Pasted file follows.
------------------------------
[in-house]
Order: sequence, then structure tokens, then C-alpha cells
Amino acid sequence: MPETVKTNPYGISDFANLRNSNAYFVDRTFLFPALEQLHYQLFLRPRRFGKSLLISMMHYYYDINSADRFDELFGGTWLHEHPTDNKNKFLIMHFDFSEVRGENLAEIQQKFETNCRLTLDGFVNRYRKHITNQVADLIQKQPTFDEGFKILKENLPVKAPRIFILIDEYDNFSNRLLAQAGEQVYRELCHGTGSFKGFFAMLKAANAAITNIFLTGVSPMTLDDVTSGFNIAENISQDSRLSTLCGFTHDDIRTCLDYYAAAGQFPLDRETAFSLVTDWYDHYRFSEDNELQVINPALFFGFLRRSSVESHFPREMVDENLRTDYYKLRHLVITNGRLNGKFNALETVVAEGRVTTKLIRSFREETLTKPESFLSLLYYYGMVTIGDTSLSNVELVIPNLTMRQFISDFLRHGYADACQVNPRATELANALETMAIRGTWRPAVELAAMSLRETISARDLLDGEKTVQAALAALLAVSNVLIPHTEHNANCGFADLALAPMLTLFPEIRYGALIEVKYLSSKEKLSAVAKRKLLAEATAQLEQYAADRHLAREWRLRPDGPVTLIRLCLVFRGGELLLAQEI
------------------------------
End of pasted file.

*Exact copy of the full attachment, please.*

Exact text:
[in-house]
Order: sequence, then structure tokens, then C-alpha cells
Amino acid sequence: MPETVKTNPYGISDFANLRNSNAYFVDRTFLFPALEQLHYQLFLRPRRFGKSLLISMMHYYYDINSADRFDELFGGTWLHEHPTDNKNKFLIMHFDFSEVRGENLAEIQQKFETNCRLTLDGFVNRYRKHITNQVADLIQKQPTFDEGFKILKENLPVKAPRIFILIDEYDNFSNRLLAQAGEQVYRELCHGTGSFKGFFAMLKAANAAITNIFLTGVSPMTLDDVTSGFNIAENISQDSRLSTLCGFTHDDIRTCLDYYAAAGQFPLDRETAFSLVTDWYDHYRFSEDNELQVINPALFFGFLRRSSVESHFPREMVDENLRTDYYKLRHLVITNGRLNGKFNALETVVAEGRVTTKLIRSFREETLTKPESFLSLLYYYGMVTIGDTSLSNVELVIPNLTMRQFISDFLRHGYADACQVNPRATELANALETMAIRGTWRPAVELAAMSLRETISARDLLDGEKTVQAALAALLAVSNVLIPHTEHNANCGFADLALAPMLTLFPEIRYGALIEVKYLSSKEKLSAVAKRKLLAEATAQLEQYAADRHLAREWRLRPDGPVTLIRLCLVFRGGELLLAQEI